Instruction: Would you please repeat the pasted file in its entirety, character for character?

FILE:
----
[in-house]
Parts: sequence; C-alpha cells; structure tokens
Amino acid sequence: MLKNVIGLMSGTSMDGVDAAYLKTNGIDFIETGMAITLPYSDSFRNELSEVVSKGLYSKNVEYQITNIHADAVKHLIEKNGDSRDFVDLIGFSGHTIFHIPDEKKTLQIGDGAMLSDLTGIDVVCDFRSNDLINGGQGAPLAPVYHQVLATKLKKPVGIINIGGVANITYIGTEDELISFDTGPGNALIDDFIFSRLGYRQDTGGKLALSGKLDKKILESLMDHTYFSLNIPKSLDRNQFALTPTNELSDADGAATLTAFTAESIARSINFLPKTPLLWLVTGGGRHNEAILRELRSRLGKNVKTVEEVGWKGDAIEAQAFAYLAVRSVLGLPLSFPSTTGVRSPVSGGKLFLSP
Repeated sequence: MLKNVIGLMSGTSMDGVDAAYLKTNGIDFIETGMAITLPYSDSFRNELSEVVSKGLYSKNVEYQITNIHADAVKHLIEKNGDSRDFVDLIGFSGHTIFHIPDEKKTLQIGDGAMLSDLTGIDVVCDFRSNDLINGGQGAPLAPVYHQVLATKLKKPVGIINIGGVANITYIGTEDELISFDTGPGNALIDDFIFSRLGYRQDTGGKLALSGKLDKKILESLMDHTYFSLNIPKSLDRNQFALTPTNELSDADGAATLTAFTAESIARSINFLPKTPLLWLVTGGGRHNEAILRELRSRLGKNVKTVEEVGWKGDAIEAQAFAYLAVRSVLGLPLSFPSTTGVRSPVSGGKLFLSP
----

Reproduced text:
[in-house]
Parts: sequence; C-alpha cells; structure tokens
Amino acid sequence: MLKNVIGLMSGTSMDGVDAAYLKTNGIDFIETGMAITLPYSDSFRNELSEVVSKGLYSKNVEYQITNIHADAVKHLIEKNGDSRDFVDLIGFSGHTIFHIPDEKKTLQIGDGAMLSDLTGIDVVCDFRSNDLINGGQGAPLAPVYHQVLATKLKKPVGIINIGGVANITYIGTEDELISFDTGPGNALIDDFIFSRLGYRQDTGGKLALSGKLDKKILESLMDHTYFSLNIPKSLDRNQFALTPTNELSDADGAATLTAFTAESIARSINFLPKTPLLWLVTGGGRHNEAILRELRSRLGKNVKTVEEVGWKGDAIEAQAFAYLAVRSVLGLPLSFPSTTGVRSPVSGGKLFLSP
Repeated sequence: MLKNVIGLMSGTSMDGVDAAYLKTNGIDFIETGMAITLPYSDSFRNELSEVVSKGLYSKNVEYQITNIHADAVKHLIEKNGDSRDFVDLIGFSGHTIFHIPDEKKTLQIGDGAMLSDLTGIDVVCDFRSNDLINGGQGAPLAPVYHQVLATKLKKPVGIINIGGVANITYIGTEDELISFDTGPGNALIDDFIFSRLGYRQDTGGKLALSGKLDKKILESLMDHTYFSLNIPKSLDRNQFALTPTNELSDADGAATLTAFTAESIARSINFLPKTPLLWLVTGGGRHNEAILRELRSRLGKNVKTVEEVGWKGDAIEAQAFAYLAVRSVLGLPLSFPSTTGVRSPVSGGKLFLSP